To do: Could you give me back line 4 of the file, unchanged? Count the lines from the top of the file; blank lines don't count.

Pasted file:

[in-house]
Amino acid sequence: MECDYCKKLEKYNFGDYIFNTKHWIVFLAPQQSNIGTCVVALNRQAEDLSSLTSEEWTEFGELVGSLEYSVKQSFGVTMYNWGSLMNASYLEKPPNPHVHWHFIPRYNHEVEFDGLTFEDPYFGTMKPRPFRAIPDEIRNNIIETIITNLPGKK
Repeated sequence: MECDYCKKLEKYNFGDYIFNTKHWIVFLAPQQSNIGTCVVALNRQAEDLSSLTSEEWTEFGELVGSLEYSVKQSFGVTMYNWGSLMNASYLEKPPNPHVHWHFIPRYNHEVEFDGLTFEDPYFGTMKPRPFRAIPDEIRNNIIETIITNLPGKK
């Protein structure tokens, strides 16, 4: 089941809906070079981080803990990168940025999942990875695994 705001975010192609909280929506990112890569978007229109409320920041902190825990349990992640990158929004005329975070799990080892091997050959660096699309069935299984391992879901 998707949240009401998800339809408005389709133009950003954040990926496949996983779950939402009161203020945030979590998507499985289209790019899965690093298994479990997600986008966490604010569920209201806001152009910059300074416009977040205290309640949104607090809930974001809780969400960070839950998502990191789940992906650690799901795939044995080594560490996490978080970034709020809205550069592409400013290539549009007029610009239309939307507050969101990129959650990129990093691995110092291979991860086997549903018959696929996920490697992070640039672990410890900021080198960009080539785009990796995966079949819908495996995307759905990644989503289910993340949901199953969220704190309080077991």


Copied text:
């Protein structure tokens, strides 16, 4: 089941809906070079981080803990990168940025999942990875695994 705001975010192609909280929506990112890569978007229109409320920041902190825990349990992640990158929004005329975070799990080892091997050959660096699309069935299984391992879901 998707949240009401998800339809408005389709133009950003954040990926496949996983779950939402009161203020945030979590998507499985289209790019899965690093298994479990997600986008966490604010569920209201806001152009910059300074416009977040205290309640949104607090809930974001809780969400960070839950998502990191789940992906650690799901795939044995080594560490996490978080970034709020809205550069592409400013290539549009007029610009239309939307507050969101990129959650990129990093691995110092291979991860086997549903018959696929996920490697992070640039672990410890900021080198960009080539785009990796995966079949819908495996995307759905990644989503289910993340949901199953969220704190309080077991």